Why Hospital Errors Keep Rising

If medical errors were classified as a disease, it would be the sixth leading cause of death. Some reports rank this as high as number three.

The US Department of Health and Human Services unveiled the Patient Safety and Quality Improvement Act in 2005 in an attempt to curtail the rising rate of medical mistakes during hospital stays. Five years later, HHS called for reform of the system when new data highlighted the fact that 27 percent of Medicare patients treated in hospitals were victims of medical mistakes. (The Office of the Inspector General reiterated those findings in early 2014.) Half of those injuries were considered preventable

To err is human, to forgive is divine, but some of the mistakes are unforgiveable and cry out for accountability. Why do negligence and preventable mistakes continue to impact patients in hospitals every day? The reason may be as simple as this: To err is human; to look away, divine.

When mistakes are made, other healthcare personnel (e.g.: nurses, other doctors) are usually around to either witness the errors as they happen or learn of them after reviewing a chart or having to deal with the ramifications of the mistake. It seems, however, that many healthcare workers have adopted a twist on a common saying: “See something, say nothing.” Reporting of medical errors in hospitals is fair at best. So far, American healthcare facilities haven’t been able to wrap their proverbial arms around the problem.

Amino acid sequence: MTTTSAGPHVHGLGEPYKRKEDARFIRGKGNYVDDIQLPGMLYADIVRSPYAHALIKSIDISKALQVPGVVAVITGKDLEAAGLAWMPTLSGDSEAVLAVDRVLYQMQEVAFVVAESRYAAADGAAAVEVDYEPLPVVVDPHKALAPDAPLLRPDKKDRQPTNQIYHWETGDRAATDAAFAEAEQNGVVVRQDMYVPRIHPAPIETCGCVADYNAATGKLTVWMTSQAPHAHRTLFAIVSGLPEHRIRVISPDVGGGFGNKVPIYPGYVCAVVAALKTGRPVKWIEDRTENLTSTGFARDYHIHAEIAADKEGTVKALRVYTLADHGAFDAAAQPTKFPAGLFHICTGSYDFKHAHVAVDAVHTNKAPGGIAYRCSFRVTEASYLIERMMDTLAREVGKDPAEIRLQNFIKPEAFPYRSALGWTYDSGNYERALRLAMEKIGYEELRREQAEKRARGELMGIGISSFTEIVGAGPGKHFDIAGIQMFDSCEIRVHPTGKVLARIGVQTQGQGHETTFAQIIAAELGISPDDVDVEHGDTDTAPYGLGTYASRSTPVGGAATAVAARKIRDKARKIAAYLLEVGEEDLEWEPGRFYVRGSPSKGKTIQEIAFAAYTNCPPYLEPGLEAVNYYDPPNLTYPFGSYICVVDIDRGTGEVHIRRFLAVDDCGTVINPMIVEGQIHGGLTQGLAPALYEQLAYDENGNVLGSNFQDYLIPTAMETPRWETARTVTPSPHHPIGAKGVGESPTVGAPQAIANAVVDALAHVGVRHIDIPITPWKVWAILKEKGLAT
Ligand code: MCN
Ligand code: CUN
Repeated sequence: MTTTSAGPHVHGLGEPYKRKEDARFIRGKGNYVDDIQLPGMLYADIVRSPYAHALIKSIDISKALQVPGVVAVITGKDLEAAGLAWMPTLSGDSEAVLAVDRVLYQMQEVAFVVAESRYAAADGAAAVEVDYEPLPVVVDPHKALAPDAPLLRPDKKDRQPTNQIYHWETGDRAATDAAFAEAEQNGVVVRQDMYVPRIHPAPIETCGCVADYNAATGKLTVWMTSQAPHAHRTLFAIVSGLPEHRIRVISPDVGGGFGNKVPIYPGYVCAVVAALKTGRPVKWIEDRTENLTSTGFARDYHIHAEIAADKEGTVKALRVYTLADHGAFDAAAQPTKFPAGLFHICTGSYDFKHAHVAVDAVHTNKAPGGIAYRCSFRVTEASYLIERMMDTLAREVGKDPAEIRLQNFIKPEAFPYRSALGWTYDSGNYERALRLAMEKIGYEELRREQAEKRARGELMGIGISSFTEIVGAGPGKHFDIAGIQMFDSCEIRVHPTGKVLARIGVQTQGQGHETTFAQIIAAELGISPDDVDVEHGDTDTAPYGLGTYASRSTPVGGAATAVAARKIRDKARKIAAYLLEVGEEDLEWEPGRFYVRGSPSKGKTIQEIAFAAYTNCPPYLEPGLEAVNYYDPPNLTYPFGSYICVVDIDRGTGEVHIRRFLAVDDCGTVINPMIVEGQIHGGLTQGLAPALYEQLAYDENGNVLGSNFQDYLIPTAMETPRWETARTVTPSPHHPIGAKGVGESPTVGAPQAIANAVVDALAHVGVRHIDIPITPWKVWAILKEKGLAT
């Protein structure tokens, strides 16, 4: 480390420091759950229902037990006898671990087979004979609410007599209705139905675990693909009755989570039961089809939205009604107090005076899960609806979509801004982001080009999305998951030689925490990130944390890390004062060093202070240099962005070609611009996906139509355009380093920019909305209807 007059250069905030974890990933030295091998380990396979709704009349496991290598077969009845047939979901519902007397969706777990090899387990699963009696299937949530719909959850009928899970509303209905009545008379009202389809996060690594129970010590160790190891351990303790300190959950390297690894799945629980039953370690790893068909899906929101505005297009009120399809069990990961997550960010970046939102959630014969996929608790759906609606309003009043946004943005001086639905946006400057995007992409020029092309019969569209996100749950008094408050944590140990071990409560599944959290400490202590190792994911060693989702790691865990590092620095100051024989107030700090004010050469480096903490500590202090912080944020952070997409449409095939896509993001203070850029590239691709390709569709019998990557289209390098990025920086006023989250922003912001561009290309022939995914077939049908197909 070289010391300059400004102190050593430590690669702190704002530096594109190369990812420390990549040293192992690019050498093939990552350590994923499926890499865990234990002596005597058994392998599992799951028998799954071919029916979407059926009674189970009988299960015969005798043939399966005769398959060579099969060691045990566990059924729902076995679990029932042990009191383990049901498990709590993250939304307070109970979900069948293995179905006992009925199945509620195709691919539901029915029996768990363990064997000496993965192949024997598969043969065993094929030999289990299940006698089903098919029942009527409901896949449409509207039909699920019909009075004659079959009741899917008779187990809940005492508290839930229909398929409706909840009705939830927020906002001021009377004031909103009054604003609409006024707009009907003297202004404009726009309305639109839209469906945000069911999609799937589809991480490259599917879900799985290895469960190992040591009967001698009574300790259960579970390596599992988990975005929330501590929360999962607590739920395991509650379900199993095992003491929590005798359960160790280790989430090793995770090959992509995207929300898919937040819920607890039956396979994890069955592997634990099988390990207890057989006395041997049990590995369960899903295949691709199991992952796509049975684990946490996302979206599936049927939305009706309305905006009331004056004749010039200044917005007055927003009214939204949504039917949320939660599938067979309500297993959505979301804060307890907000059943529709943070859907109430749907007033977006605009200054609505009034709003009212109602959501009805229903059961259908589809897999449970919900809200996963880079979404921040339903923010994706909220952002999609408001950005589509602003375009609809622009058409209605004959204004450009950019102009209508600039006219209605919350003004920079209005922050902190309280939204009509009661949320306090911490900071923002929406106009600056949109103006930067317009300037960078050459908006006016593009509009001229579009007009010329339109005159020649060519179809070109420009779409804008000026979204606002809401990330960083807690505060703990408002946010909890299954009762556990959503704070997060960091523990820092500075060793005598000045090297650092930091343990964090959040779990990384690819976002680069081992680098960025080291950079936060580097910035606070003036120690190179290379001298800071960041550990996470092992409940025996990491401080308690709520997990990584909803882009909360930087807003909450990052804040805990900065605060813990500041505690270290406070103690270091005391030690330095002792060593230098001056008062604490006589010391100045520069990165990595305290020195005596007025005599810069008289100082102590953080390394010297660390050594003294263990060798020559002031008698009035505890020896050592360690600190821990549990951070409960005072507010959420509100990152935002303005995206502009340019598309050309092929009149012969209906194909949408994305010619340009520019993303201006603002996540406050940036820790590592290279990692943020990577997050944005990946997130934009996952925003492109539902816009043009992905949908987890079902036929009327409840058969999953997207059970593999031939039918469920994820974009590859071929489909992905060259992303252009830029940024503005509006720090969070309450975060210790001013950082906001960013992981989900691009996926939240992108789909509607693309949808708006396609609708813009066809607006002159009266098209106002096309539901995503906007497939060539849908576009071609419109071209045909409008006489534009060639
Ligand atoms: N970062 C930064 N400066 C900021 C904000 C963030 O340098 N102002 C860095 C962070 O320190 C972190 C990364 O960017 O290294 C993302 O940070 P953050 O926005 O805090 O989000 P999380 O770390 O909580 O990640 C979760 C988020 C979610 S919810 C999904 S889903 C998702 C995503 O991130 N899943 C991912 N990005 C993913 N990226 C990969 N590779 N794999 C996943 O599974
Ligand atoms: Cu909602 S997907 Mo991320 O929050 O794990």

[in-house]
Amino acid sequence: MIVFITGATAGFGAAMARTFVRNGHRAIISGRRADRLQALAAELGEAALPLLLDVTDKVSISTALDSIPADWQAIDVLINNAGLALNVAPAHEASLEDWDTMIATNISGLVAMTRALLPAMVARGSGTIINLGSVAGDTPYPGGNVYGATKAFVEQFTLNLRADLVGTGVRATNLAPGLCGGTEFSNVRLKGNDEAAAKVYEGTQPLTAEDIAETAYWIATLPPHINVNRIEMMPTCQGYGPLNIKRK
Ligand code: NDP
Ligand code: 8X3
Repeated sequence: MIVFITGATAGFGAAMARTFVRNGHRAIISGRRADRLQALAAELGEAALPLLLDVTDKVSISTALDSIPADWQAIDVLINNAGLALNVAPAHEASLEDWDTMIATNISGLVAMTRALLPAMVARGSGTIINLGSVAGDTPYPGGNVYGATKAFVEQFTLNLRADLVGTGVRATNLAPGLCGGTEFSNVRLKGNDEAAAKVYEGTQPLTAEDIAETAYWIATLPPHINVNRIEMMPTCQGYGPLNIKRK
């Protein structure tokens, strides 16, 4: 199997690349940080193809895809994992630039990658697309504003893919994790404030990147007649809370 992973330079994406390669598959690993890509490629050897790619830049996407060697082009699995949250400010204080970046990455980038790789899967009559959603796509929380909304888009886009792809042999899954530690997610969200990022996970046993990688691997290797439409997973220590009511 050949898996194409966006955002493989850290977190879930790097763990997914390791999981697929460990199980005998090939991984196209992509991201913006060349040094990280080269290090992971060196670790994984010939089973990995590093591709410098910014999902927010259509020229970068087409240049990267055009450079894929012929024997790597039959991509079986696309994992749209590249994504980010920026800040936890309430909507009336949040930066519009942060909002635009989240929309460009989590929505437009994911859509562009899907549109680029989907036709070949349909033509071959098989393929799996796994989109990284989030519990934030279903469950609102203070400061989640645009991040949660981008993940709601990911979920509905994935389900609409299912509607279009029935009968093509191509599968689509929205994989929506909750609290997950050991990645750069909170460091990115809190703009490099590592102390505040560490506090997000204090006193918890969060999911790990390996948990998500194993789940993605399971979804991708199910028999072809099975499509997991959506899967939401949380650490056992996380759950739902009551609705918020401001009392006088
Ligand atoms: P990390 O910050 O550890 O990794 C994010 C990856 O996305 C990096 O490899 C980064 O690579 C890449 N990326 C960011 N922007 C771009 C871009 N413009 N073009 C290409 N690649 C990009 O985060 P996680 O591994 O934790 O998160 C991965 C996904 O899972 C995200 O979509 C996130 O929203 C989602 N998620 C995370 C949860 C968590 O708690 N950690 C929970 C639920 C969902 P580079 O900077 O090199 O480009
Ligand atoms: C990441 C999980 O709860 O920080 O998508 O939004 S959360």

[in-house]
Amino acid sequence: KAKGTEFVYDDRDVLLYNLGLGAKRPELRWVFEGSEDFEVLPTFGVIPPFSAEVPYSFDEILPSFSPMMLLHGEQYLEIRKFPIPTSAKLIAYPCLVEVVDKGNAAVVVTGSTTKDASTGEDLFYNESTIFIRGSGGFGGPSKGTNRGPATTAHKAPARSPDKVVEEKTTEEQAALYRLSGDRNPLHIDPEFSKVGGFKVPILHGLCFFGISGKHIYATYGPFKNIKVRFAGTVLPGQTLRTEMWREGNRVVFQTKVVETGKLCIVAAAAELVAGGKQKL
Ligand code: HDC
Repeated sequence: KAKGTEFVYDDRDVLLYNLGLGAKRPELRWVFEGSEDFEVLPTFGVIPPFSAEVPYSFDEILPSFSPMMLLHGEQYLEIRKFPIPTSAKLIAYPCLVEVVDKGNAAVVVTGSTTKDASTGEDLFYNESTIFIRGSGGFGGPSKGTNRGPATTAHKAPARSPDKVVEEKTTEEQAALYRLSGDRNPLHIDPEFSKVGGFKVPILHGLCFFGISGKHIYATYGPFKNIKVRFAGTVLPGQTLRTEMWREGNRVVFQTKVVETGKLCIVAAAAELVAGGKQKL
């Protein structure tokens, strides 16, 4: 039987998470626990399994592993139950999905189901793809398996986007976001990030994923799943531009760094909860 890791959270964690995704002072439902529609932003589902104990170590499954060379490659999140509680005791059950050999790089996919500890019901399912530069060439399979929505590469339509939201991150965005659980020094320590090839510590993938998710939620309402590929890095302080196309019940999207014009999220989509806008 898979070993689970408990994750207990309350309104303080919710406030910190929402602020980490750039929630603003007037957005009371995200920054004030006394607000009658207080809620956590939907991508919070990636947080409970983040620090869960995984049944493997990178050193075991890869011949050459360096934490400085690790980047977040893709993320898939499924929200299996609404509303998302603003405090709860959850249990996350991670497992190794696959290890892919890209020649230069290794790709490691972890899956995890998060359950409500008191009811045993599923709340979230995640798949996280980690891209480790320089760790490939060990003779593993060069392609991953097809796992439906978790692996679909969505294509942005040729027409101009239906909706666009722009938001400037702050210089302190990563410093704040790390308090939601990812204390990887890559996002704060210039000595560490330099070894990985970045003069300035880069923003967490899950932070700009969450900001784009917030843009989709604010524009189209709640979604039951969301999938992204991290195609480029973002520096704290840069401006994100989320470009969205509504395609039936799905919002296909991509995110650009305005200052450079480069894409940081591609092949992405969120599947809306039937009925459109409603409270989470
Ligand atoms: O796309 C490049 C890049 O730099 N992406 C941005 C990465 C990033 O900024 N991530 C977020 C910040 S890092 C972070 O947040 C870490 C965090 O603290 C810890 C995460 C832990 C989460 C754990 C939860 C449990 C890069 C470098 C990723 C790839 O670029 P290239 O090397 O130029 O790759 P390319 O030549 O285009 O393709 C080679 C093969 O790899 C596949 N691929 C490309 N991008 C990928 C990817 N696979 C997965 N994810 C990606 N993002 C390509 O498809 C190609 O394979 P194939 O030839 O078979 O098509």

Across the pond, however, England’s Department of Health is all too aware that the issue of rising hospital errors isn’t a problem limited to the United States. NHS England launched a “Sign Up to Safety” Campaign to preventable errors in British hospitals in half by the end of 2017. Healthcare workers are being asked to help in the more accurate reporting of preventable hospital errors.

Perhaps the American healthcare system should follow suit. While self-policing this problem may not seem like the best idea, it’s a beginning to ending a serious problem affecting our community and nation.

If you or someone you love has been injured due to a preventable medical error made in a hospital or nursing home, contact personal injury lawyer Barry Sugarman for a free consultation about your case. He will fight to hold the correct parties responsible and work hard to get you compensated for your injuries.


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